Does Size Really Matter????

Right now I feel like I need to be in some swanky New York apartment, sitting at a cute desk typing on my Mac with my Carrie Bradshaw-like voice talking in the background….. When having a baby, does size really matter? 

This seemed to all really start when I was pregnant. Women would talk about how much weight they gained during their pregnancy. No offense ladies, but I really didn’t care. And for those who only gained 10 pounds, I wanted to shove a Big Mac down your throat!!! Each woman is different in her pregnancy, has a different set of health issues or “things” going on with her baby and body that determine how much one gains. And yes I do realize that we can control what food we put in our mouths. But unless you have been pregnant, give me a break and don’t judge! And then as you got closer to your due date and the doctors would give you an estimated weight of your baby, I would be told all about every Guiness Book of World Record baby every born. Why do you want to scare a hormonal pregnant woman with heart issues??? And what on earth makes you think I want to hear about the 15 pound baby born??

Where this epiphany really slapped me in the face was after my son was born; once we had a definitive weight for him. My son was 9 pounds, 8 ounces. Not the hugest baby every born by any stretch, but not a tiny little thing either. This is when all the stories would hit – “Well, my baby was 10 pounds” or “Mine was 9 pounds 7 ounces! So mine was bigger!” or “I had three 9 pound babies, you only had one”. I think my favorite being “You had a c-section, I delivered my 9 pound baby naturally”. So for the rest of the world who hasn’t had a baby, let me clue you in on a few important points:

1 – Labor is NOT a competition. It doesn’t matter how many hours/days you were in labor versus the other person, how much your baby weighed or the manner in which you delivered (c-section/natural, epideral or not…). If you want to compete then I’ll kick your butt on the baseketball court. The most miraculous event in my life is not a competition (although it feels like an Olympic event just having a baby…) So get your priorities straight.

2 – Labor is painful no matter which way you cut it. Labor hurts whether you deliver naturally or have a c-section. Whether you have drugs to help or not. And it really is not fair for people to say their’s was more painful than yours because of how they delivered, whether or not they had drugs to help or because of how much their baby weighed. I’m going to state what I feel is the obvious right now – why in the h*ll would you want to be #1 in this category? Really? Now, having said that – for those who may be currently pregnant, please don’t let this scare you. There are drugs that can make things a lot less painful. And I never believed it until I had my son, but right now I don’t remember what the pain felt like. I just remember being in pain. I promise you every second of it is worth it when you get to hold your baby for the first time.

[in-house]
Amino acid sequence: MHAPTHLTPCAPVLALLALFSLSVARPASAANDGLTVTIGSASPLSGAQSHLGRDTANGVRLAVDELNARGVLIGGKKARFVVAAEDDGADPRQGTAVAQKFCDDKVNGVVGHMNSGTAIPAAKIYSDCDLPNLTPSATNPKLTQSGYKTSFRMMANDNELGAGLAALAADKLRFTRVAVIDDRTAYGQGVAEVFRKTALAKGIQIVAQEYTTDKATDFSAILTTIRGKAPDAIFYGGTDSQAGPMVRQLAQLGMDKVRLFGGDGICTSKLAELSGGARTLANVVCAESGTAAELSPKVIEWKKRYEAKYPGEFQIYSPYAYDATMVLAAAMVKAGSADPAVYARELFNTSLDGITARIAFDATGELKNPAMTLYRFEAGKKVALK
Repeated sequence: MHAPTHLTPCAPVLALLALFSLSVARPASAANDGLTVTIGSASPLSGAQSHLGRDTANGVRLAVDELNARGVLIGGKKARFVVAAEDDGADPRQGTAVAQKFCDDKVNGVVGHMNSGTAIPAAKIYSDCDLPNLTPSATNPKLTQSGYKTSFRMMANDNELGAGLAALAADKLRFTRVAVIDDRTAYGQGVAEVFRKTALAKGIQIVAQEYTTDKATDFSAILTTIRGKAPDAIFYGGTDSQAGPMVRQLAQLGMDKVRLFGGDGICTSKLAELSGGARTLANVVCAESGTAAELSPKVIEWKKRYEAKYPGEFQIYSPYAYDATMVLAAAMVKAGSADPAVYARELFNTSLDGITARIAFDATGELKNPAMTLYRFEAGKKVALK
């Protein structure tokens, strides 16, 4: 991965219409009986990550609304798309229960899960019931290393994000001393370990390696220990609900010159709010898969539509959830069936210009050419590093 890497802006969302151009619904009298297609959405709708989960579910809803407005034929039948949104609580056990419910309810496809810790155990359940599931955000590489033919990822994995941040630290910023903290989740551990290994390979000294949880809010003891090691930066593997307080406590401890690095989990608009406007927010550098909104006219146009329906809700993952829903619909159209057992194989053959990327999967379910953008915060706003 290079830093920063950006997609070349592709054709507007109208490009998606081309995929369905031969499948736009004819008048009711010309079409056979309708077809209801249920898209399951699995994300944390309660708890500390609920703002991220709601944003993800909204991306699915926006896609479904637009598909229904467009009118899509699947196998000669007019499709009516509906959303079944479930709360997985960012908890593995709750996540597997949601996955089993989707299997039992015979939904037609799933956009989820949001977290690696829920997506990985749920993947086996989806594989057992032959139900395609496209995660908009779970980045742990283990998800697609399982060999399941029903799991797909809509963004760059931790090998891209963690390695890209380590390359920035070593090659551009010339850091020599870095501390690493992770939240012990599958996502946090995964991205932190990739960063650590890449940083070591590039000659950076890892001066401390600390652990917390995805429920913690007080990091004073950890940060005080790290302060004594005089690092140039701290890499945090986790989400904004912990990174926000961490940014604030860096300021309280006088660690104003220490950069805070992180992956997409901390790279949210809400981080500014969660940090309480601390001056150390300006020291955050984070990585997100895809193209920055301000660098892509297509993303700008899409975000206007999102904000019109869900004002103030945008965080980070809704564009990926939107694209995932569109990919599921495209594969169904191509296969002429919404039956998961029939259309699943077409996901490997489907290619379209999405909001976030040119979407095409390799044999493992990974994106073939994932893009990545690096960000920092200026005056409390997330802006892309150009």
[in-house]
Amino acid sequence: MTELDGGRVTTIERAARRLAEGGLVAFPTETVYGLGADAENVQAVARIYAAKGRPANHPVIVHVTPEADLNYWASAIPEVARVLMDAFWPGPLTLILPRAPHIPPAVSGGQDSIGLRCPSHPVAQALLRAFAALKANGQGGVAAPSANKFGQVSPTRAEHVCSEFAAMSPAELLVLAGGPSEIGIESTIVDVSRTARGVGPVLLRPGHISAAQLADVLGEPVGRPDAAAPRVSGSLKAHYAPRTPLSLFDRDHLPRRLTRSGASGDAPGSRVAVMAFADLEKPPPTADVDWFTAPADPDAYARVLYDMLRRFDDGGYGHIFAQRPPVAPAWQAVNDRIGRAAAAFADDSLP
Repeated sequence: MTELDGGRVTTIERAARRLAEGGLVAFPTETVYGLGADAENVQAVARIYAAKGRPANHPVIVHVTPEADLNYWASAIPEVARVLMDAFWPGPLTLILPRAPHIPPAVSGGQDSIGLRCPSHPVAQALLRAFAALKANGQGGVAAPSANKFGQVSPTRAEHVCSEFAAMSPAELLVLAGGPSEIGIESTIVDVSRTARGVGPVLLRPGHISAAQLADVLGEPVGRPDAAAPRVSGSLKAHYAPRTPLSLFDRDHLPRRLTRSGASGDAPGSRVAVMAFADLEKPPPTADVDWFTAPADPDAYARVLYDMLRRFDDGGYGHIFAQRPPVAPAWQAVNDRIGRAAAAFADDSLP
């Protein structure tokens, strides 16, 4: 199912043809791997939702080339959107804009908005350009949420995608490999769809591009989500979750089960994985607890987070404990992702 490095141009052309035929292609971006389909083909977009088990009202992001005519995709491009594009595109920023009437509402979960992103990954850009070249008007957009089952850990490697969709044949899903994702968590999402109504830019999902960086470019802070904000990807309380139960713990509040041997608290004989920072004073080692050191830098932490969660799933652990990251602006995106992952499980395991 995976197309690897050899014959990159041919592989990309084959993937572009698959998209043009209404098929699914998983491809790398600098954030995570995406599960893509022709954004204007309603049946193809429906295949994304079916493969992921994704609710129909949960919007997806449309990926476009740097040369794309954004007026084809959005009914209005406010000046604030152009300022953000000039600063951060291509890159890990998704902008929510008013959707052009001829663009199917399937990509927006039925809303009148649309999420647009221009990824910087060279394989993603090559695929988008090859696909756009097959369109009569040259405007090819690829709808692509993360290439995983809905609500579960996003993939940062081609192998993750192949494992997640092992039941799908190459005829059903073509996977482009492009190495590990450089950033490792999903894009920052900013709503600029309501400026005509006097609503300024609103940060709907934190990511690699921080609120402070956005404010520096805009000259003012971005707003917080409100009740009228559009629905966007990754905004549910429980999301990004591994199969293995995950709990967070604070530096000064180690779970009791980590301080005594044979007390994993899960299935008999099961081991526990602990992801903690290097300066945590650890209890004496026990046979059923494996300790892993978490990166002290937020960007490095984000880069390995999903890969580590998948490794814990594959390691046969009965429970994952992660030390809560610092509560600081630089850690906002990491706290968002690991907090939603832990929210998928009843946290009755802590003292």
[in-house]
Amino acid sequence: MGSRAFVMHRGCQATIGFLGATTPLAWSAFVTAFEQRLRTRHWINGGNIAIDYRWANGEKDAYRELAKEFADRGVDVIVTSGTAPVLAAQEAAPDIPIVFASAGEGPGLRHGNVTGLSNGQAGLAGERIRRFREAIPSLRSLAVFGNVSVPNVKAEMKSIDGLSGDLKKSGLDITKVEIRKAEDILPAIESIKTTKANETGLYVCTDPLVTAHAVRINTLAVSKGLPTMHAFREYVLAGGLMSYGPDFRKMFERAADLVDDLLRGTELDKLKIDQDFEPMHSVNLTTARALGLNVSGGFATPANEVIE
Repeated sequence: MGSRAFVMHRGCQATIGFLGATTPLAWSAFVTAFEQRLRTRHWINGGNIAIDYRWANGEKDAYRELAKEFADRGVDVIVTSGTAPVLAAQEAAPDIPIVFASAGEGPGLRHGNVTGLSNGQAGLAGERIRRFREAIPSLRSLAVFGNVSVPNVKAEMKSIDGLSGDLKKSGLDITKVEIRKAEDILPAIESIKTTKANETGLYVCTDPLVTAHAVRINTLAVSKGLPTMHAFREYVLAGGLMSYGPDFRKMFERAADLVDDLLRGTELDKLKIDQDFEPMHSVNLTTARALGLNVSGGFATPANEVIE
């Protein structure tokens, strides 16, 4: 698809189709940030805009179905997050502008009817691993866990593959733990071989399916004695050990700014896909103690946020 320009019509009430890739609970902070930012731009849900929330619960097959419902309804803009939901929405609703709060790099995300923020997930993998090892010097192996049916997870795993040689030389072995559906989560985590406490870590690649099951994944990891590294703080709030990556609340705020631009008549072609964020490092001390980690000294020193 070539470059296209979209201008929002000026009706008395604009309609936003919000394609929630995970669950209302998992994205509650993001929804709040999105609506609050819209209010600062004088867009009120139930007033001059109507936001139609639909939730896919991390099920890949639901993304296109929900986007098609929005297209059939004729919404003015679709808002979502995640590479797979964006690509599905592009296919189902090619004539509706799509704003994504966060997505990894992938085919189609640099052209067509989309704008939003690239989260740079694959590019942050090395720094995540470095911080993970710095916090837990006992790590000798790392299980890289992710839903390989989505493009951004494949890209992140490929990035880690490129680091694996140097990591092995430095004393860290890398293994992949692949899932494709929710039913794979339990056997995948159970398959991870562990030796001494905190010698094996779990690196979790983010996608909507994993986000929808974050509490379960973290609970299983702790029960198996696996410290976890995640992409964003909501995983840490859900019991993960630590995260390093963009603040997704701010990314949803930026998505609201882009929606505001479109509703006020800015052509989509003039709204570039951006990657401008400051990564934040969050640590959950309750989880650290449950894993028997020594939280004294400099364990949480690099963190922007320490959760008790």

3 – Don’t listen to people right after you deliver. This is when it seems to be the worst. You are tired, exhausted, sore, not getting any sleep, may not be able to eat very much. This is when you are at your weakest and the vultures want to attack. Just don’t give them the chance.

The one bond that women share is motherhood. Even if you never have a child yourself, we all share that bond. I bet at some point you had a pet, right? Or maybe one day you would like to have a child. Or you’ve given a child the greatest gift they could recieve and adopted them. It’s all motherhood in some shape or form. One would think this would be the time women would band together as a cement strong support for each other. Instead it becomes a petty competition of who did it better, whose is bigger – it’s all about the battle scars.

My son is not a battle scar. He is a precious life that is a miracle with every breath he takes. And he would still be this beautiful miracle whether he was 4 pounds, 9 pounds or 15 pounds at his birth. Cherish your own unique labor experience, be grateful for what you have or for what you did not have to experience instead of constantly comparing yours to everyone elses. Because the bottom line is, you truly don’t know what all someone went through just to have that baby. The actual delivery of a baby is such a beautiful thing, I wouldn’t want mine to be exactly like someone else’s.

So in my best Sex in the City impersonation – Does size really matter, or can we not just celebrate the new life that has come to this world?

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